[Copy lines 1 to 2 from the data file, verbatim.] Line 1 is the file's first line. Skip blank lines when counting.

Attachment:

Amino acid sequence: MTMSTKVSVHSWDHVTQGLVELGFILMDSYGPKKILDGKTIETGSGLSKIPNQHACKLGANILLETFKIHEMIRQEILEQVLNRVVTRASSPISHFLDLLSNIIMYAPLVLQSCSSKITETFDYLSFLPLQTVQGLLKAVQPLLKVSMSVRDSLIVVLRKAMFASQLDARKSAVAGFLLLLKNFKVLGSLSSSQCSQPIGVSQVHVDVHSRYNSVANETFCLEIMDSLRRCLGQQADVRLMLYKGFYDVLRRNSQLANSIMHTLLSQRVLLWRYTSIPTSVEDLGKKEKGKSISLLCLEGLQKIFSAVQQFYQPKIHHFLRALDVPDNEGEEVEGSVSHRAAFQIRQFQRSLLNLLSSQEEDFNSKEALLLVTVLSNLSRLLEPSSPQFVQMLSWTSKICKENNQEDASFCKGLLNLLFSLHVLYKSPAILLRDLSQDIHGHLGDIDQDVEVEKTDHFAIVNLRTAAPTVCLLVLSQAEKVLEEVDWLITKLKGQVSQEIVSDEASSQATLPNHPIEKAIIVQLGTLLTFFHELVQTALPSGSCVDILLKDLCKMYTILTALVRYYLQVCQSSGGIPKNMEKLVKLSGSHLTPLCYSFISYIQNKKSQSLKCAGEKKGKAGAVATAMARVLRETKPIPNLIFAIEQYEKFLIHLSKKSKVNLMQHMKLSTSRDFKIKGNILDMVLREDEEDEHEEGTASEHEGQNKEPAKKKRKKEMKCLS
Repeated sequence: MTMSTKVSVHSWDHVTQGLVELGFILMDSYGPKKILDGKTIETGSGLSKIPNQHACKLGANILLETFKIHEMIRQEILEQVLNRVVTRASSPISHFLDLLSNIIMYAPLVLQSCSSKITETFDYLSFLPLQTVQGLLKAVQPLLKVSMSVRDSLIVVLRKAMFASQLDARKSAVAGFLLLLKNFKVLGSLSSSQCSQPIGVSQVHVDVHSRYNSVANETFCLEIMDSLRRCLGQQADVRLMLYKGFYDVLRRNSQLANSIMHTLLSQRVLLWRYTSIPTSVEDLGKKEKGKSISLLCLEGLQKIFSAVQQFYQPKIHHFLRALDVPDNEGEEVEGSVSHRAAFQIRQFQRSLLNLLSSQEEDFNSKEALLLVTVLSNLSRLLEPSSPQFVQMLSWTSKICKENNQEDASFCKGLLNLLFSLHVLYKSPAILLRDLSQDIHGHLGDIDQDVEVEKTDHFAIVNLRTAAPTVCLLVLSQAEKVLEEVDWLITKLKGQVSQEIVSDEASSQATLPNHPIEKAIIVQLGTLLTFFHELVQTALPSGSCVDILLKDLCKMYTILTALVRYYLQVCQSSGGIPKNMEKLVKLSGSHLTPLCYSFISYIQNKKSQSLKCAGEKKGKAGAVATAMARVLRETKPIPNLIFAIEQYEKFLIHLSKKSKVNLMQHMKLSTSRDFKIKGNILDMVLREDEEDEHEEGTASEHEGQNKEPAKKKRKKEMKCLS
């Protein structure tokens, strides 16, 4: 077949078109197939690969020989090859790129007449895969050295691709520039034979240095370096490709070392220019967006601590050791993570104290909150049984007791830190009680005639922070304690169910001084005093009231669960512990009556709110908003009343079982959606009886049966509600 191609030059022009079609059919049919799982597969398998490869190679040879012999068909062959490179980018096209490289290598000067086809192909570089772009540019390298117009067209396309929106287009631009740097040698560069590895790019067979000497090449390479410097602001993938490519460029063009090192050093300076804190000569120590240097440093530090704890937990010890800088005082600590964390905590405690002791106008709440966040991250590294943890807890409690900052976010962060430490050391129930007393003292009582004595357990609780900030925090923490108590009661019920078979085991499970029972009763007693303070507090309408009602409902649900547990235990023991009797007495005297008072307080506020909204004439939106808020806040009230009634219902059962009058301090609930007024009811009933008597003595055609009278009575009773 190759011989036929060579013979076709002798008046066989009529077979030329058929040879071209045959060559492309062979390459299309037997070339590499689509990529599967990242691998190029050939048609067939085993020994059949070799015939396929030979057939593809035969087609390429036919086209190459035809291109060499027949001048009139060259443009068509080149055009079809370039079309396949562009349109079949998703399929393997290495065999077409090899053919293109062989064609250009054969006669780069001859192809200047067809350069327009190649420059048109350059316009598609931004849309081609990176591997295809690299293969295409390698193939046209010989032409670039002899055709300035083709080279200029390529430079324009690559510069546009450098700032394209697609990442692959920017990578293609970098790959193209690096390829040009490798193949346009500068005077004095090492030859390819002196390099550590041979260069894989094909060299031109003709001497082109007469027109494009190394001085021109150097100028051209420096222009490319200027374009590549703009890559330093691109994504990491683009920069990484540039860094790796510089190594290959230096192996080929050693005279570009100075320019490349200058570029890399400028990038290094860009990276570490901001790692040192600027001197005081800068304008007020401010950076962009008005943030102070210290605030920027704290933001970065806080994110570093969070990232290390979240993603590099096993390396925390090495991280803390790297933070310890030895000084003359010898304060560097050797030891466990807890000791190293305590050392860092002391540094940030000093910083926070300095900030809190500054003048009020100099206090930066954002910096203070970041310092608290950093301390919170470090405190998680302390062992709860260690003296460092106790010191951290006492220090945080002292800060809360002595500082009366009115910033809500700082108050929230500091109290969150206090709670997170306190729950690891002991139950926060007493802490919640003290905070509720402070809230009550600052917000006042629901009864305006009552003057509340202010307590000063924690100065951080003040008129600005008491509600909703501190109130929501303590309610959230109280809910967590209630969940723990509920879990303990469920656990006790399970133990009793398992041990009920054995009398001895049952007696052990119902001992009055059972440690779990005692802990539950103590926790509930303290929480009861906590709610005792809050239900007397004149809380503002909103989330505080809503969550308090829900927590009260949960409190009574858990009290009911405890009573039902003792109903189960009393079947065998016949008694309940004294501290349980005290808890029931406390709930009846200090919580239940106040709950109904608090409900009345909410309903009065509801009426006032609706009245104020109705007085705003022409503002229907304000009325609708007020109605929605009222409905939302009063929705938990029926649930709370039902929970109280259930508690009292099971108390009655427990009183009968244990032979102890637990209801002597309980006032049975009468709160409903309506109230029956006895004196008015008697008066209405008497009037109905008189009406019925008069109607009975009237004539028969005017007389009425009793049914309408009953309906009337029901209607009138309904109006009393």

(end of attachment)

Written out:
Amino acid sequence: MTMSTKVSVHSWDHVTQGLVELGFILMDSYGPKKILDGKTIETGSGLSKIPNQHACKLGANILLETFKIHEMIRQEILEQVLNRVVTRASSPISHFLDLLSNIIMYAPLVLQSCSSKITETFDYLSFLPLQTVQGLLKAVQPLLKVSMSVRDSLIVVLRKAMFASQLDARKSAVAGFLLLLKNFKVLGSLSSSQCSQPIGVSQVHVDVHSRYNSVANETFCLEIMDSLRRCLGQQADVRLMLYKGFYDVLRRNSQLANSIMHTLLSQRVLLWRYTSIPTSVEDLGKKEKGKSISLLCLEGLQKIFSAVQQFYQPKIHHFLRALDVPDNEGEEVEGSVSHRAAFQIRQFQRSLLNLLSSQEEDFNSKEALLLVTVLSNLSRLLEPSSPQFVQMLSWTSKICKENNQEDASFCKGLLNLLFSLHVLYKSPAILLRDLSQDIHGHLGDIDQDVEVEKTDHFAIVNLRTAAPTVCLLVLSQAEKVLEEVDWLITKLKGQVSQEIVSDEASSQATLPNHPIEKAIIVQLGTLLTFFHELVQTALPSGSCVDILLKDLCKMYTILTALVRYYLQVCQSSGGIPKNMEKLVKLSGSHLTPLCYSFISYIQNKKSQSLKCAGEKKGKAGAVATAMARVLRETKPIPNLIFAIEQYEKFLIHLSKKSKVNLMQHMKLSTSRDFKIKGNILDMVLREDEEDEHEEGTASEHEGQNKEPAKKKRKKEMKCLS
Repeated sequence: MTMSTKVSVHSWDHVTQGLVELGFILMDSYGPKKILDGKTIETGSGLSKIPNQHACKLGANILLETFKIHEMIRQEILEQVLNRVVTRASSPISHFLDLLSNIIMYAPLVLQSCSSKITETFDYLSFLPLQTVQGLLKAVQPLLKVSMSVRDSLIVVLRKAMFASQLDARKSAVAGFLLLLKNFKVLGSLSSSQCSQPIGVSQVHVDVHSRYNSVANETFCLEIMDSLRRCLGQQADVRLMLYKGFYDVLRRNSQLANSIMHTLLSQRVLLWRYTSIPTSVEDLGKKEKGKSISLLCLEGLQKIFSAVQQFYQPKIHHFLRALDVPDNEGEEVEGSVSHRAAFQIRQFQRSLLNLLSSQEEDFNSKEALLLVTVLSNLSRLLEPSSPQFVQMLSWTSKICKENNQEDASFCKGLLNLLFSLHVLYKSPAILLRDLSQDIHGHLGDIDQDVEVEKTDHFAIVNLRTAAPTVCLLVLSQAEKVLEEVDWLITKLKGQVSQEIVSDEASSQATLPNHPIEKAIIVQLGTLLTFFHELVQTALPSGSCVDILLKDLCKMYTILTALVRYYLQVCQSSGGIPKNMEKLVKLSGSHLTPLCYSFISYIQNKKSQSLKCAGEKKGKAGAVATAMARVLRETKPIPNLIFAIEQYEKFLIHLSKKSKVNLMQHMKLSTSRDFKIKGNILDMVLREDEEDEHEEGTASEHEGQNKEPAKKKRKKEMKCLS